AnneMarie Rivera
Barriers to Critical Thinking
February 21, 2015

Barriers to Critical Thinking

Initially, it was difficult to identify any barriers that I felt influenced my thinking. Lack of knowledge of those barriers was a factor, but I also think it was because it required me to analyze my thinking, and openly admit to flaws in order to be able to identify them. Doing so has been a bit of a liberating experience, and I was able to personally identify with three barriers that have influenced my thinking and decision making in the past. I\'ve also been able to think of ways to overcome those hindrances, and have put them to practice.

The first barrier I am able to relate with is enculturation. Many of the values and morals I have were instilled in me through my family and friends, and even in the area I grew up in. My parents are two old school, strongly opinionated people. What they say goes, and there is hardly room for debate when it comes to what they know, and I happened to pick up that trait myself. As I got older and met people of different walks of life, I was put in situations where I had to provide advice or help for things that I just did not agree with. They didn\'t sit well morally, and I personally wouldn\'t put myself in those types of situations. However, thankfully, I learned early on that not everyone thinks the same, or handles issues the same. Enculturation is inevitable, and it is important to respect not just your own views and preferences, but that of others. Allowing yourself to accept that, and keep that very important point in mind when making decisions that would otherwise restrict our thought processes, will assist in providing clearly made and thought out decisions.

Another barrier I can connect with is the emotional influence. Anger and passion have been the two strongest inhibitors when it comes to thinking, and has proved to produce less than favorable outcomes. When upset or angry, it\'s easy to forget things and think illogically. I say things and make decisions without thinking, and without considering how it would affect not just me, but those involved. The same goes for passion; the fact that I love something or someone so much inhibits any logical reasoning, and therefore encourages more irrational and quick decisions. Stress does the complete opposite, and although it does hinder any thinking, I don\'t even bother to make any attempts at all. In cases where my emotions are running high, I\'ve learned to walk away or sit and take a few breaths before anything else happens. When you take the time to allow your emotions to calm, you give yourself the opportunity to give 100% in your thinking. Not every situation is the same, but anything from a walk, to exercise, or even working on something different and coming back to the original task when you\'re ready helps overcome the emotional influence barrier.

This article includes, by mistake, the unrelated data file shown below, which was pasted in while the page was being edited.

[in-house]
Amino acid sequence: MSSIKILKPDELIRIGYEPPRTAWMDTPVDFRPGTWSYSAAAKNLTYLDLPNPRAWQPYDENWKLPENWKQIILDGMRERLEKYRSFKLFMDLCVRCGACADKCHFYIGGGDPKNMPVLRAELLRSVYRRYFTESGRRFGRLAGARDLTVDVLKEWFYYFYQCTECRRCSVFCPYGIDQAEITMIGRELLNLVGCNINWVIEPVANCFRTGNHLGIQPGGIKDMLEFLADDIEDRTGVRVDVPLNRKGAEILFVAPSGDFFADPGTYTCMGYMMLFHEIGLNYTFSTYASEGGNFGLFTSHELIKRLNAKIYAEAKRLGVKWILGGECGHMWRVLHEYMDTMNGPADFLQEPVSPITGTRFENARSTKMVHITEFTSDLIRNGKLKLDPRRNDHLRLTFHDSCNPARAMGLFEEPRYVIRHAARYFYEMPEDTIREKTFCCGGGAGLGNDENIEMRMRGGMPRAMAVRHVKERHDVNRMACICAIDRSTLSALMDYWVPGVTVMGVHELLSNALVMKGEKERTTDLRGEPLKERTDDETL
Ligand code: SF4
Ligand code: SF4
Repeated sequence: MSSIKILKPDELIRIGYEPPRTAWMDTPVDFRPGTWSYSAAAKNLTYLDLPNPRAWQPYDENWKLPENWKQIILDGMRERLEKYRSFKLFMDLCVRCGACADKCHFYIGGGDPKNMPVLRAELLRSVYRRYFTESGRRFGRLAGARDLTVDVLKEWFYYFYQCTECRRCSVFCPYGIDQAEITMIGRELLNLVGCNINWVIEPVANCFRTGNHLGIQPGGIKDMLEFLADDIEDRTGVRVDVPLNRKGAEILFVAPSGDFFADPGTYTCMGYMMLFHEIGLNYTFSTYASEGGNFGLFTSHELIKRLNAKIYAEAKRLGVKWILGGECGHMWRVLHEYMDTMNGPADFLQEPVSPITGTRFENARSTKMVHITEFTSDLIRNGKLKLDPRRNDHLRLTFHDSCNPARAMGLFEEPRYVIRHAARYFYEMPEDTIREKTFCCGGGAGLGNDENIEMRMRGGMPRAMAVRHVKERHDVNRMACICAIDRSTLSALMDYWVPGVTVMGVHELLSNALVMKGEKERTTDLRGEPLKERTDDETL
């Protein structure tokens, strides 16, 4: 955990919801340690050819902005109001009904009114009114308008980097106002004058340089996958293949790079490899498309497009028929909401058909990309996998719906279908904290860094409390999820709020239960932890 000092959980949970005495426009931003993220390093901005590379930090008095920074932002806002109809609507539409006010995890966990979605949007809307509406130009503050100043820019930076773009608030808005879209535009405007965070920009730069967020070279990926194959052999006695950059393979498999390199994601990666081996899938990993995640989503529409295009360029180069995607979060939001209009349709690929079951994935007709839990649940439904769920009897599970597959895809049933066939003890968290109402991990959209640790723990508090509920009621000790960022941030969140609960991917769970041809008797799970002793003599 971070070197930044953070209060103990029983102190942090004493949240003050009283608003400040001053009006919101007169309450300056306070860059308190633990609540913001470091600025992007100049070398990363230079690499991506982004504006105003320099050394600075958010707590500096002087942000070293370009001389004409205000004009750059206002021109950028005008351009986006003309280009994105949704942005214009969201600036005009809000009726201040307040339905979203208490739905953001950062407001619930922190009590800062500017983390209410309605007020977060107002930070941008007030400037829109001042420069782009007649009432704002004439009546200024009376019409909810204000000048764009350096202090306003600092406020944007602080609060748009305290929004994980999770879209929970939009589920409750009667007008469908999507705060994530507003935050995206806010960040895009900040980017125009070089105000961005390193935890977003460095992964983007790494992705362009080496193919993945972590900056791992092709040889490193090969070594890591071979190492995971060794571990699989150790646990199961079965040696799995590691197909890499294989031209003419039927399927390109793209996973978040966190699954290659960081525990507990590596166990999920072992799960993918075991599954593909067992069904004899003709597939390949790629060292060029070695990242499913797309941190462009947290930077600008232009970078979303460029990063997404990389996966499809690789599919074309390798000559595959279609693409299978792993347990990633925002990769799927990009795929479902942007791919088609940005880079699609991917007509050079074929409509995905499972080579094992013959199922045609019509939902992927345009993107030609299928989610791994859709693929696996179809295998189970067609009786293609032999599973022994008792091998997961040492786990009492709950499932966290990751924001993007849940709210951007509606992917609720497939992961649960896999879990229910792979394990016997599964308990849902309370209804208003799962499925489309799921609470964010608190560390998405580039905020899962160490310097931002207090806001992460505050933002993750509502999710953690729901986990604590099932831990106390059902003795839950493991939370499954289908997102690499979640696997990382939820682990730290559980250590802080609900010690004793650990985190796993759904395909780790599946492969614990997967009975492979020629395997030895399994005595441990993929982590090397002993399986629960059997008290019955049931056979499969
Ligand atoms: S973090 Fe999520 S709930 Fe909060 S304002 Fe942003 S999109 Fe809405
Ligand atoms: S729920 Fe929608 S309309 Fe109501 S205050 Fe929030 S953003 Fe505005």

The third barrier I struggle with is self-concept. In a way, enculturation plays a part in this as at one point, what I thought of myself was largely influenced by my family and friends. There are times where I\'ve thought negatively about myself, whether it be due to a failure of some sort, my grades, looks, a decision that didn\'t end well, anything like that. Those hurdles influenced a slew of decisions that were brought upon from thinking unreasonably, if at all. On the opposite end, there have been times where my self-confidence was at an all-time high. Although that sounds great, that also caused another set of poorly made decisions. The one thing that I learned to help cope with this was acceptance. I\'ve learned to accept my flaws, things that I cannot control, and most importantly, my strengths. Acceptance has helped me keep my personal biases or opinions at bay when thinking critically, and provide well thought out responses.

I cannot say that I\'ve mastered the art of critical thinking, or that I have perfected the ways to overcome obstacles brought on by the barriers I\'ve discussed. Nonetheless, I know that identifying with them is a good start to working on improving my critical thinking skills. It will